While many people associate country music with the "beer and truck" style that is so prevalent on American radio nowadays, there are legions of musicians holding tightly to the genre's roots, crafting vivid scenes of life and even adding splashes of musical experimentation when they can.

At the forefront of this movement would be Sam Outlaw, the Los Angeles-based troubadour who eschews conventionality in favor of something more heartfelt.

Outlaw's recent record Tenderheart, which earned him two nominations from the British Country Music Association, is a lovingly crafted record full of rich, warm instruments and tight songwriting.

Telling stories of domestic life with his wife and child, as well as painting scenes from his time in and around LA, Outlaw avoids the trappings of modern country. Instead, he works with elements of honky tonk and mariachi to give his brand of music a life all its own.

As Outlaw works his way through Europe at the moment, he was kind enough to answer a few of The 405's questions about his record, himself, and the country scene in LA.

At the heart of Tenderheart, to me, is this peace with settling down and enjoying a domestic life alongside your wife and child. How much has your family life influenced your songwriting?

I don’t really differentiate “family life” from “life”. My experiences have always been deeply influenced by family and so have my songs. Having our son has been the most incredible experience of my life and it just gets better.

As of late, country music frequently is associated with a certain brand of machismo that seems absent in your music. Can you speak to this difference?

I don’t have a beard and I wasn’t raised on a ranch. I like nice hotel rooms, gin martinis and HBO. I also really love country music, take good care of my Stetson and know how to ride a horse. But deep down I’m not a “country boy”. I’m just a songwriter.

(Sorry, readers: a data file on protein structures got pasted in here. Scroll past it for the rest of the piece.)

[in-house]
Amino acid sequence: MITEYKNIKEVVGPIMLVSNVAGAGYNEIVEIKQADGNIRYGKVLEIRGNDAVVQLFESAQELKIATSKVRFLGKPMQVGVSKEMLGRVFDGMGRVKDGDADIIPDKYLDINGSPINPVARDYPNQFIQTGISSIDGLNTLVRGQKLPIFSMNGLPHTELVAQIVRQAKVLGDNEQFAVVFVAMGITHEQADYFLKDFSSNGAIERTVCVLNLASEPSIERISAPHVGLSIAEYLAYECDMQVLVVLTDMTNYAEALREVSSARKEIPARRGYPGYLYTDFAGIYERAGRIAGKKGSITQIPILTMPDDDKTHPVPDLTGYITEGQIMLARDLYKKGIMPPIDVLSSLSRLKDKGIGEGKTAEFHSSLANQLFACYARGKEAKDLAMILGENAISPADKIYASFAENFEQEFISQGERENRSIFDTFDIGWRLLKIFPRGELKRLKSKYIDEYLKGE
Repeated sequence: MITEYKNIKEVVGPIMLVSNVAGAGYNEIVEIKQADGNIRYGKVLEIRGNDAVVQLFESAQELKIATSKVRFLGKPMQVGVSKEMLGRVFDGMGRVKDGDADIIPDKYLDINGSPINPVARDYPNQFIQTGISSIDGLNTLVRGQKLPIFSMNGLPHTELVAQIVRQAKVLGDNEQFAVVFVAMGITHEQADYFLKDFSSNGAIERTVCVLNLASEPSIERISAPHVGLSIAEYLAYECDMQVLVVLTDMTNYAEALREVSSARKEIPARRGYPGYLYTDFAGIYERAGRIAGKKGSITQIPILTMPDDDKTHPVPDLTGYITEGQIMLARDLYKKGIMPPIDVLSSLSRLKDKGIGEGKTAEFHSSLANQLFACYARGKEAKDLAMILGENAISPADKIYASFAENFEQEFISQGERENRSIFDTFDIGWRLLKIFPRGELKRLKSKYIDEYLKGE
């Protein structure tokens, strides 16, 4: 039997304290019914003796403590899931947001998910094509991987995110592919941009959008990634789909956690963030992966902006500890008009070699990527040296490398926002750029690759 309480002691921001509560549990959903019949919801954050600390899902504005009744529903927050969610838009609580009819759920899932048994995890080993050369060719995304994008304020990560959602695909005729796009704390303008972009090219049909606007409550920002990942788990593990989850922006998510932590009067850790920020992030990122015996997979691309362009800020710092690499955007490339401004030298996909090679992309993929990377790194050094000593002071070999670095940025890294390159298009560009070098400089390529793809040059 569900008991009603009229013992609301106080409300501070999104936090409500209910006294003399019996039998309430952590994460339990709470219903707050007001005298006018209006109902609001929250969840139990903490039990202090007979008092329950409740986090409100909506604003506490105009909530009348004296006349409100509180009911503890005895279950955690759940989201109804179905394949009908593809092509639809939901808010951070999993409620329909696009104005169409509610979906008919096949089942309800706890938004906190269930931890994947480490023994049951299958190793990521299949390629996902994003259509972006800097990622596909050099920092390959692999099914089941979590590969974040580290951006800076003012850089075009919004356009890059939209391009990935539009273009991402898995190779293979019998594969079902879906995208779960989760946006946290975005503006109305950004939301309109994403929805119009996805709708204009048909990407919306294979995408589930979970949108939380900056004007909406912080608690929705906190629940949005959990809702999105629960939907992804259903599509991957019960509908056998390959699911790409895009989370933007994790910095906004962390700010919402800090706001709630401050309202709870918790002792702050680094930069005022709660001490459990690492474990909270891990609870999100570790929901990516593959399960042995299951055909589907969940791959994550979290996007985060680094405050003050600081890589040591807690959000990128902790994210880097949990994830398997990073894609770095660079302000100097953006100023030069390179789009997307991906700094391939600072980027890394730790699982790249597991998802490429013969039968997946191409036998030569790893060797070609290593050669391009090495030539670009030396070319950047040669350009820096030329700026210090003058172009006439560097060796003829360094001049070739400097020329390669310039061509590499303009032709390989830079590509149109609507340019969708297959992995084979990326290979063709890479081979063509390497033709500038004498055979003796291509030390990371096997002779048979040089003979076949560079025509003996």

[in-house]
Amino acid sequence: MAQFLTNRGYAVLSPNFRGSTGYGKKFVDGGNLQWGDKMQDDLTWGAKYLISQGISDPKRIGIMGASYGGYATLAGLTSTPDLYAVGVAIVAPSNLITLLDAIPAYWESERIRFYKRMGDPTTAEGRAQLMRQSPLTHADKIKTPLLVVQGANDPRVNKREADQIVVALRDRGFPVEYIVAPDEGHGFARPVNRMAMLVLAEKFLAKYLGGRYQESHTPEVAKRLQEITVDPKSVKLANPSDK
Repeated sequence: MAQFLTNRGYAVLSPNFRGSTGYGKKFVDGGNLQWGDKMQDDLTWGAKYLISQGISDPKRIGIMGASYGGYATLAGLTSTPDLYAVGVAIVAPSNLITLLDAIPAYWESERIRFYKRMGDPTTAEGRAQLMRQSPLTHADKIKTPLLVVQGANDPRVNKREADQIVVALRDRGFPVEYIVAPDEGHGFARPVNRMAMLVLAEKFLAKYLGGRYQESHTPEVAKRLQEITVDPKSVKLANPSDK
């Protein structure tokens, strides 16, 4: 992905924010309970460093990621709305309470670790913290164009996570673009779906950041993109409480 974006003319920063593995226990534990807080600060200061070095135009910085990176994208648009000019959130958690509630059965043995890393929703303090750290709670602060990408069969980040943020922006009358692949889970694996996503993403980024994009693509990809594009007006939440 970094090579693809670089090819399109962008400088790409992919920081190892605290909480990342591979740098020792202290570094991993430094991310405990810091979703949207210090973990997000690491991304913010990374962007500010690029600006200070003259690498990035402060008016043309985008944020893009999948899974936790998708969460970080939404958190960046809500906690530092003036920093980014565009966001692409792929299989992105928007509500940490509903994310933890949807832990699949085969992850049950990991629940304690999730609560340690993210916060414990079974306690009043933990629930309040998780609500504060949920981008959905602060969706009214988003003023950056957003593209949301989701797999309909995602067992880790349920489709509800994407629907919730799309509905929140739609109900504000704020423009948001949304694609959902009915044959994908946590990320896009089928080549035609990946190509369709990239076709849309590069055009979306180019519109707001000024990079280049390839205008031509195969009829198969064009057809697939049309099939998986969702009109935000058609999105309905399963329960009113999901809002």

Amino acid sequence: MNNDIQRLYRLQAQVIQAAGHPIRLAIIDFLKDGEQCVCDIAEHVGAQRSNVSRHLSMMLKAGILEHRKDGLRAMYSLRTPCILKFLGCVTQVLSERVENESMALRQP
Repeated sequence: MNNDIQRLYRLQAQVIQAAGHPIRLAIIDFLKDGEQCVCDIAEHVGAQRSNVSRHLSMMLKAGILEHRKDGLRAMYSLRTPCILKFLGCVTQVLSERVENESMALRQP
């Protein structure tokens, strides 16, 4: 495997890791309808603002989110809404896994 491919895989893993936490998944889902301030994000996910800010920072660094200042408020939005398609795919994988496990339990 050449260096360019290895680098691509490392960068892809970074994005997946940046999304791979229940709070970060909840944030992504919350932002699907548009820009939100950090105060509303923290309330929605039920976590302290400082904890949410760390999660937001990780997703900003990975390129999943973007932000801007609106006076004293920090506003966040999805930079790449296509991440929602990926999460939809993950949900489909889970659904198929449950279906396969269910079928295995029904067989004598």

So many people associate country with cities like Nashville. You've worked hard to remind people that great country can come from a city like LA. How has the country music scene in LA evolved since you moved there?

When I first started playing out in 2009 people thought I was a weirdo. I wore a western hat and had a pedal steel player in my band -- which a lot of people my age had never seen before. There’s WAY more country bands in LA now and I’m happy to report the scene is growing every year.

What kind of music are you enjoying nowadays?

Enya, Fetty Wap, Bryan Adams and Holst.

I hear a little Tom Petty when I listen to your records. Did he ever influence your work?

HUGELY. I’ve been a fan of his music my whole life and each time I revisit his music I find new things to fall in love with. Tom Petty is one of the greatest songwriters of all time and his albums are among the best in rock n roll.

What's next for you?

Time to make a new album, baby. I’ve been really influenced by the film Wonder Woman and I’m reading a book called "The Secret History of Wonder Woman" about the man and two women who created the comic book character. This story will definitely influence my new album so I’m excited to start tracking.

Tenderheart is out now. Outlaw is currently on tour throughout Europe, including upcoming shows in Edinburgh, Leicester, London and York. You can get more information and purchase tickets by heading to Outlaw's website.